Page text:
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Opioid drugs

Opioids are chemical substances that have a morphine-type action in the body. They are most commonly used for pain relief, but they are addictive and can lead to drug dependence. They include:

  • opiates-drugs naturally derived from the opium poppy, such as codeine and heroin
  • semi-synthetic opiates, such as hydromorphone and oxycodone
  • opioids, such as fentanyl and methadone.

Opioid drugs can be:

  • illicit opioids, predominantly heroin (WHO 2013)
  • prescription opioids (whether prescribed for the person or obtained illicitly) such as morphine and oxycodone (Roxburgh et al. 2011)
  • over-the-counter opioids in which the opioid drug codeine is combined with a non‑opioid analgesic such as paracetamol or ibuprofen (Nielsen et al. 2010).

Opioid drug dependence

Dependence on opioid drugs such as heroin or morphine is associated with a range of health and social problems that affect individual drug users, their family and friends, and the wider public. Opioid dependence can lead to many problems such as overdose, medical and psychological complications, social and family disruption, harms to child welfare, violence and drug-related crime, and the spread of bloodborne diseases. It is considered a serious public health issue (WHO 2013).

Drug dependence is characterised by drug seeking and using, but people experience it in various ways. The International statistical classification of diseases and related health problems, 10th revision (ICD-10) (WHO 2010) defines 'dependence syndrome' due to the use of opioids as:

'A cluster of behavioural, cognitive, and physiological phenomena that develop after repeated substance use and that typically include a strong desire to take the drug, difficulties in controlling its use, persisting in its use despite harmful consequences, a higher priority given to drug use than to other activities and obligations, increased tolerance, and sometimes a physical withdrawal state (Code F11.2).'

In 2013, it was estimated that about 3% of Australians had used opioids for non‑medical reasons over their lifetime, while 1.2% had used heroin. Among those Australian seeking treatment for drug and alcohol problems in 2013-14, opioids were a drug of concern in about 1 in 9 (11%) treatment episodes.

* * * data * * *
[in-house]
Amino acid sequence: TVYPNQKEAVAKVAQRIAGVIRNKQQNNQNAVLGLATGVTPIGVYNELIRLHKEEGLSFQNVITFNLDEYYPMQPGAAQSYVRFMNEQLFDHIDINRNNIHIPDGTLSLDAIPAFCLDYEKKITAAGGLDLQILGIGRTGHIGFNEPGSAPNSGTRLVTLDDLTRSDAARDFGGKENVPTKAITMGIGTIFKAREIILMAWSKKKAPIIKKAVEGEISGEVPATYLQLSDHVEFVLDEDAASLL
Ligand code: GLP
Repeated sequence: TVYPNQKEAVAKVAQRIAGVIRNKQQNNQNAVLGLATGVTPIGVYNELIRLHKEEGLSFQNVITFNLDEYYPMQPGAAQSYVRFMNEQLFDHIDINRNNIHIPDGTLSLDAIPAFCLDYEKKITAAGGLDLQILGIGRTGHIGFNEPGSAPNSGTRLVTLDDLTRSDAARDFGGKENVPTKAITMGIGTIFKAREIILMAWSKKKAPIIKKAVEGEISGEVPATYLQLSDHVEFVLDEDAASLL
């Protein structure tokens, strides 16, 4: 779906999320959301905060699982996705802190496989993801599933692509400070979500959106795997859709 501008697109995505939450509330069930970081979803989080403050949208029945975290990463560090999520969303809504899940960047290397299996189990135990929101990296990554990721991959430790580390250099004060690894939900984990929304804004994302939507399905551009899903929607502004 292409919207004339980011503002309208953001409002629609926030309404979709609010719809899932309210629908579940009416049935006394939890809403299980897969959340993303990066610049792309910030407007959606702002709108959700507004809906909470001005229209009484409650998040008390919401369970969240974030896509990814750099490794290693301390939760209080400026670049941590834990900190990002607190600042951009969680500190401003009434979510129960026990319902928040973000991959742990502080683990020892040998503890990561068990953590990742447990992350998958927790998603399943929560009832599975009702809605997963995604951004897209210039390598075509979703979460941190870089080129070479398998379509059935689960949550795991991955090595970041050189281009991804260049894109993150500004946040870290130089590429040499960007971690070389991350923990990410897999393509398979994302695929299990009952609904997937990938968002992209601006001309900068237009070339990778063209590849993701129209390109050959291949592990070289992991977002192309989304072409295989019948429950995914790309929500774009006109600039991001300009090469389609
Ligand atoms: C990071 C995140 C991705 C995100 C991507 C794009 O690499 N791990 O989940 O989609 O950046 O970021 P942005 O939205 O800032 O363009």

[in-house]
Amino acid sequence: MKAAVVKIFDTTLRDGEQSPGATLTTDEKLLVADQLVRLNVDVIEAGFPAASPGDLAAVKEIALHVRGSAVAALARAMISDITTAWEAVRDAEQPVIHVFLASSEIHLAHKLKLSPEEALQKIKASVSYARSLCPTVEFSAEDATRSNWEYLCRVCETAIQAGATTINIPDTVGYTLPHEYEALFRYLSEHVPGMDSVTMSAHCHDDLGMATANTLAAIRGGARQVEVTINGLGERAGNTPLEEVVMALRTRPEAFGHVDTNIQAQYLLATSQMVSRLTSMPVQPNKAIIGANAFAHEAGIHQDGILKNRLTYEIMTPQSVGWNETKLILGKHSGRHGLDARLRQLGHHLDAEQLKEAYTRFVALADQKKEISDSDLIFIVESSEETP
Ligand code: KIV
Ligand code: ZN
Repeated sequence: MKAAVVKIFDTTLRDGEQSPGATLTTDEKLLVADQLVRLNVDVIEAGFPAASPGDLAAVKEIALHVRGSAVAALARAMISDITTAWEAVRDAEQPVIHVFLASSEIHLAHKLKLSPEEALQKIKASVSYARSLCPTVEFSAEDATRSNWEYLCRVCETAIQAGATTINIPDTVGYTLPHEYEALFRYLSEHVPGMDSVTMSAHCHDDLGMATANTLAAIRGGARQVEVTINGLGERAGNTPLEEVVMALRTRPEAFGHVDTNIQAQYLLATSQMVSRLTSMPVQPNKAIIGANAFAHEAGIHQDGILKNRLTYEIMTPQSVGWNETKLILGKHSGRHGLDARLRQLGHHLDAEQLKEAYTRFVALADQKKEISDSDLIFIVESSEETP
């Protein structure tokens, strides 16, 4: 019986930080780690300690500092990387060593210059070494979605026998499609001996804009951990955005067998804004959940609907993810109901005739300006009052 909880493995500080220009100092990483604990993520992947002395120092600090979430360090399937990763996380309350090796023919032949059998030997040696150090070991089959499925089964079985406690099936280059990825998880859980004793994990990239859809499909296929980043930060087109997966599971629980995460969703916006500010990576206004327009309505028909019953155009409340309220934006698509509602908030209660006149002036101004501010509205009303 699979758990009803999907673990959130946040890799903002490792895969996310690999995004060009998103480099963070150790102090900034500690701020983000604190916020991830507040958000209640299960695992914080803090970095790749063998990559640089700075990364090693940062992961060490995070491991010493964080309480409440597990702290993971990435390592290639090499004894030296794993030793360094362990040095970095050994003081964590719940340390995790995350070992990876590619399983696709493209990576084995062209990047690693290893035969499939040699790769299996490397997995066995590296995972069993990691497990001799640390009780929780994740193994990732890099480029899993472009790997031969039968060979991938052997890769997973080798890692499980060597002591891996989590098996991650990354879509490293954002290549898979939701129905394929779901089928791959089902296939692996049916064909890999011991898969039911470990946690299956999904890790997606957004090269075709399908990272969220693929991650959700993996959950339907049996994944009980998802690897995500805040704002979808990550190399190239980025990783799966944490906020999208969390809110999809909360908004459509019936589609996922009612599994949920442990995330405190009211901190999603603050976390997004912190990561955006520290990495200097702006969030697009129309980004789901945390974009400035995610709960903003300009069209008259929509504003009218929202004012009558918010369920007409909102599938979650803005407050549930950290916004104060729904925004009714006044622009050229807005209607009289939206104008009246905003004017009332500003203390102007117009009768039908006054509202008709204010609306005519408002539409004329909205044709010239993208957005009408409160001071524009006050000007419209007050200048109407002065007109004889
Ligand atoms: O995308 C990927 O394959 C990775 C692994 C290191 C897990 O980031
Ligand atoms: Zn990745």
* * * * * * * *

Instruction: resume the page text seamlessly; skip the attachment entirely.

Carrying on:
Opioid pharmacotherapy treatment

Opioid pharmacotherapy treatment is one of the main treatment types used for opioid drug dependence and involves replacing the opioid drug of dependence with a legally obtained, longer-lasting opioid that is taken orally.

In Australia, 3 medications are registered for long-term maintenance treatment for opioid-dependent people:

  • methadone
  • buprenorphine
  • buprenorphine-naloxone.

These drugs, known as opioid pharmacotherapies, reduce withdrawal symptoms, the desire to take opioids, and the euphoric effect of taking opioids. Treatment with these drugs is administered according to the law of the relevant state or territory, and within a framework which includes medical, social and psychological treatment.

The Australian Government Department of Health, as part of the National Drug Strategy, published the National guidelines for medication-assisted treatment of opioid dependence (DoH 2014) to provide a broad policy context and framework for state and territory policies and guidelines that are concerned with the medication-assisted treatment of opioid dependence.

The NOPSAD collection

The National Opioid Pharmacotherapy Statistics Annual Data (NOPSAD) collection is a set of jurisdictional data that includes information about:

  • clients accessing pharmacotherapy for the treatment of opioid dependence;
  • prescribers participating in the delivery of pharmacotherapy treatment; and
  • dosing sites providing pharmacotherapy drugs to clients.

For more information see: